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Aero L-29 Delfin / Maya

Czechoslovakia (1963)

Detailing the development and operational history of the Aero L-29 Delfin / Maya Trainer / Light Strike Jet-Powered Aircraft.

 Entry last updated on 4/11/2018; Authored by Staff Writer; Content ©www.MilitaryFactory.com



  Aero L-29 Delfin / Maya  
Picture of Aero L-29 Delfin / Maya Trainer / Light Strike Jet-Powered Aircraft


The Aero L-29 was an important trainer for the Soviet Union and its sattlelite states

The Czech designed and produced Aero L-29 Delfin (translating to "Dolphin"; NATO designation of "Maya") series was a highly utilized Cold War jet trainer aircraft for the Soviet Union and its satellite states. The twin-seat aircraft was capable of speeds over 400 miles per hour and a ceiling of over 36,000 feet. Seeing large numbers, the L-29 was produced up until 1974 with many still in service in poorer military units around the world.

The single engine performer was built from two XL-29-designated prototypes - one fitted with a British Bristol Siddeley Viper turbojet engine and another fitted with an indigenous M 701 turbojet. Further development saw a three-way competitive fly-off occur against the Yak-30 design and the PZL Mielec TS-11 Iskra with the L-29 coming out ahead (Poland would go on to utilize the TS-11 trainer however). From there, the L-29 system would be fielded throughout the Soviet Bloc countries as the premiere jet trainer aircraft.

With two available underwing hardpoints, a light attack strike aircraft was designed that could carry gun pods, drop bombs and rockets. Specialized aerobatic performers were also devised from the existing base L-29 airframe and production of the entire L-29 series amounted to well over 3,600 strong.
Any available statistics for the Aero L-29 Delfin / Maya Trainer / Light Strike Jet-Powered Aircraft are showcased in the areas immediately below. Categories include basic specifications covering country-of-origin, operational status, manufacture(s) and total quantitative production. Other qualities showcased are related to structural values (namely dimensions), installed power and standard day performance figures, installed or proposed armament and mission equipment (if any), global users (from A-to-Z) and series model variants (if any).
Aero L-29 Delfin / Maya Specifications
National Flag Graphic
Czechoslovakia
Year: 1963
Status: Active, Limited Service
Type: Trainer / Light Strike Jet-Powered Aircraft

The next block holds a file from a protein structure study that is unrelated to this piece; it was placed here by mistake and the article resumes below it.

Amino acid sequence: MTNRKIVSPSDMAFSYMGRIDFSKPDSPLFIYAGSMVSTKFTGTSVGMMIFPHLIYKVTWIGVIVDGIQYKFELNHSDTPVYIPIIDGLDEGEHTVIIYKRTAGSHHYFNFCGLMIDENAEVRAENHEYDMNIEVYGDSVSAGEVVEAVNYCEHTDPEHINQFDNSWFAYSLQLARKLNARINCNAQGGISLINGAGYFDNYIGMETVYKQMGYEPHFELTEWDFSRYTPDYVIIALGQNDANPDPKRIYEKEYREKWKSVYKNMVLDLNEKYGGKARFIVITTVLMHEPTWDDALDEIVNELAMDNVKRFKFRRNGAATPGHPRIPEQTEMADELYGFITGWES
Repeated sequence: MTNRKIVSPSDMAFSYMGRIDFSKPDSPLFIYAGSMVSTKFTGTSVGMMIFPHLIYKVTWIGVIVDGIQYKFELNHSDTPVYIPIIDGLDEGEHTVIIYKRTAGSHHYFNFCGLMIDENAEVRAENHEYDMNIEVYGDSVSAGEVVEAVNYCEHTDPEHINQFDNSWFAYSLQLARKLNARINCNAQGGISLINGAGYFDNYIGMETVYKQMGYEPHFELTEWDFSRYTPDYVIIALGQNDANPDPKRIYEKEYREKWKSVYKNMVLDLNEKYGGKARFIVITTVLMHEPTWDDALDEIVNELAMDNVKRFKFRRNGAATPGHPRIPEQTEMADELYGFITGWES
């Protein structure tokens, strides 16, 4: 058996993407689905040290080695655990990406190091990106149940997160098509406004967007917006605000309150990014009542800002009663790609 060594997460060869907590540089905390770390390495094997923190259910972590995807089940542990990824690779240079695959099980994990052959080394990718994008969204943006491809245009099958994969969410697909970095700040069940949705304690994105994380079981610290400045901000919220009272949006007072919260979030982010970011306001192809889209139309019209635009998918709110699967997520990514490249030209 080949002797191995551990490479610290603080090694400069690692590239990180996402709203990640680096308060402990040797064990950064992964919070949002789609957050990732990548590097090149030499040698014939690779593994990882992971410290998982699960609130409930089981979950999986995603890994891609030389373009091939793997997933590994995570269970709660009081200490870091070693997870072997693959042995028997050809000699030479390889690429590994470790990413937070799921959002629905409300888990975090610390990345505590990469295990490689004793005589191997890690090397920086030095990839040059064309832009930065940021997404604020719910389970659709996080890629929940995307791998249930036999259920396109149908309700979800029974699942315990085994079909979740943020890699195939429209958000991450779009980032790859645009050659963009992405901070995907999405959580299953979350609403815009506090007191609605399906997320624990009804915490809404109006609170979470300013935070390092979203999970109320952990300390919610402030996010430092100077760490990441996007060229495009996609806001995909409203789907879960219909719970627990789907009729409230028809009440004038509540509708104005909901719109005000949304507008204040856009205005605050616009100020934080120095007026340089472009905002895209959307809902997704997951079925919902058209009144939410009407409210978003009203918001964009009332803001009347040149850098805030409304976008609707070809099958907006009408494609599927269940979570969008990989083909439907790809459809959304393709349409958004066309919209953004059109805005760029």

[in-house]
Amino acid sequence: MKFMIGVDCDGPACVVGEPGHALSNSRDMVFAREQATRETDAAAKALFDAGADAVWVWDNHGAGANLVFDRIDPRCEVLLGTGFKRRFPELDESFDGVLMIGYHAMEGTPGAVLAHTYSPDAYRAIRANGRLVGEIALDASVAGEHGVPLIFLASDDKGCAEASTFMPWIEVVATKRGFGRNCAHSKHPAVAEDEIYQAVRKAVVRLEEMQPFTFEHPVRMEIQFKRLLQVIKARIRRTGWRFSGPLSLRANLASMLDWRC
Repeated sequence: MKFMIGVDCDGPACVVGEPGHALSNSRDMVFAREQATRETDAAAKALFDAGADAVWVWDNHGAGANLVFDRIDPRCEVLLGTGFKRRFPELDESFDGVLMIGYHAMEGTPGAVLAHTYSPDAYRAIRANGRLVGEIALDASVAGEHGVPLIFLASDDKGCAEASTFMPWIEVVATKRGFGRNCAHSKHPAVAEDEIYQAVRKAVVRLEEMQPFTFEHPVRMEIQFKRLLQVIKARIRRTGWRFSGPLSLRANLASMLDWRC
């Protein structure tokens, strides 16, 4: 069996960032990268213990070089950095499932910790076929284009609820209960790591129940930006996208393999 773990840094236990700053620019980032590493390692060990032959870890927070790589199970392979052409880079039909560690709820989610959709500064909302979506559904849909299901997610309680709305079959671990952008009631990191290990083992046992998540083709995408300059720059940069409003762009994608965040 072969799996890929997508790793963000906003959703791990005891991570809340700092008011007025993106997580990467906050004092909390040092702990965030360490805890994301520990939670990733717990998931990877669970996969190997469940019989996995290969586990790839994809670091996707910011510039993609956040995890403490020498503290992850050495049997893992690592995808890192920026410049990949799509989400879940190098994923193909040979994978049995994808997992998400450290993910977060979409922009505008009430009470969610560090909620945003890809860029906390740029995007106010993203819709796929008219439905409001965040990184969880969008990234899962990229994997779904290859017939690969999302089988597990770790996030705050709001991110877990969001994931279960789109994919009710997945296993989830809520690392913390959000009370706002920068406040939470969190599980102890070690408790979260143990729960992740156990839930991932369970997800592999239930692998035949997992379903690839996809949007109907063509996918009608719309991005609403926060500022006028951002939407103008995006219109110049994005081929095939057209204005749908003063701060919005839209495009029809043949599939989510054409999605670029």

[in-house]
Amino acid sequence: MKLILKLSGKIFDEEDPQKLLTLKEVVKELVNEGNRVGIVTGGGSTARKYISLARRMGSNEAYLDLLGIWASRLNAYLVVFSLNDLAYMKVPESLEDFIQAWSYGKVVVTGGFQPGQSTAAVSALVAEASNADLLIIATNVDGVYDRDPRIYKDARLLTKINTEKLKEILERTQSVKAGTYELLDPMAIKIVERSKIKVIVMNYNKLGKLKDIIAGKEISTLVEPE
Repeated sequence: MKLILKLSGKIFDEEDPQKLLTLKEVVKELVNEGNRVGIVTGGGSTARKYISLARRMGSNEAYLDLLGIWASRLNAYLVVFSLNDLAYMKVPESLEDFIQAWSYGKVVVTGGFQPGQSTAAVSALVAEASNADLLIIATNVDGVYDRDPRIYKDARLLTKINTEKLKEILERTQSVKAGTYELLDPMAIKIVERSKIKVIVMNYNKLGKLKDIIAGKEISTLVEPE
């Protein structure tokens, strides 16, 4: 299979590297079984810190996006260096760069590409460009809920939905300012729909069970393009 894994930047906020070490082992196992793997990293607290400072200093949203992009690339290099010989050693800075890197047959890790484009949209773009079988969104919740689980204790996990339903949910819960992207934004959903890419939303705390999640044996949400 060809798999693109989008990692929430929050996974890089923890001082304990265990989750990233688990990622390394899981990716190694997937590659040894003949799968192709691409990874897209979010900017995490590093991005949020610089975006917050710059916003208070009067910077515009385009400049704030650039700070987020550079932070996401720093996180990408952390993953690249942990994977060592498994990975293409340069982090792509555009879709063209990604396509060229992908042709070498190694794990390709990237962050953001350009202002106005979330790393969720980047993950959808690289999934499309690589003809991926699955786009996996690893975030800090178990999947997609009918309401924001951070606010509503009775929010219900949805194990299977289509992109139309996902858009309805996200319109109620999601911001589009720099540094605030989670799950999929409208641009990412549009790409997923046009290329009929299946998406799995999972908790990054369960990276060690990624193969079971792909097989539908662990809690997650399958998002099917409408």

Manufacturer(s): Aero Vodochody - Czechoslovakia
Production: 3,600
Supported Mission Types
Air-to-Air
Interception
Unmanned
Ground Attack
Close-Air Support
Training
Anti-Submarine
Anti-Ship
Airborne Early Warning
MEDEVAC
Electronic Warfare
Maritime/Navy
Aerial Tanker
Utility/Transport
Passenger Industry
VIP Travel
Business Travel
Search/Rescue
Recon/Scouting
Special Forces
X-Plane/Development
Structural
Crew: 2
Length: 35.47 ft (10.81 m)
Width: 33.76 ft (10.29 m)
Height: 10.17 ft (3.10 m)
Empty Weight: 5,214 lb (2,365 kg)
MTOW: 7,804 lb (3,540 kg)


Installed Power
1 x Motorlet M 701c 500 turbojet engine generating 1,960lbs of thrust.

Standard Day Performance
Maximum Speed: 407 mph (655 kph; 354 kts)
Maximum Range: 398 mi (640 km; 346 nm)
Service Ceiling: 36,089 ft (11,000 m; 6.84 mi)
Rate-of-Climb: 2,755 ft/min (840 m/min)


Armament
Mission-specific ordnance can include any of the following (limited to two external underwing hardpoints):

2 x 7.62mm Gun Pods
2 x 220lb Drop Bombs
8 x High Explosive Light air-to-surface rockets


Operators List
Angola; Azerbaijan; Bulgaria; Czech Republic; Soviet Union; Georgia; Ghana; Iraq; Mali; Romania; Syria; Slovakia

Series Model Variants
• XL-29 - Prototype series; first prototype fitted with Bristol Siddeley Viper turbojet engine; Second prototype fitted with M 701 turbojet powerplant.
• L-29 - Base Series Designation; basic trainer.
• L-29A - Delfin "Akrobat" - Acrobatic Performer.
• L-29R - Dedicated Light Strike Aircraft Variant


Supported Weapon Systems
Graphical image of an aircraft air-to-surface missile
Graphical image of aircraft aerial rockets
Graphical image of an aircraft conventional drop bomb munition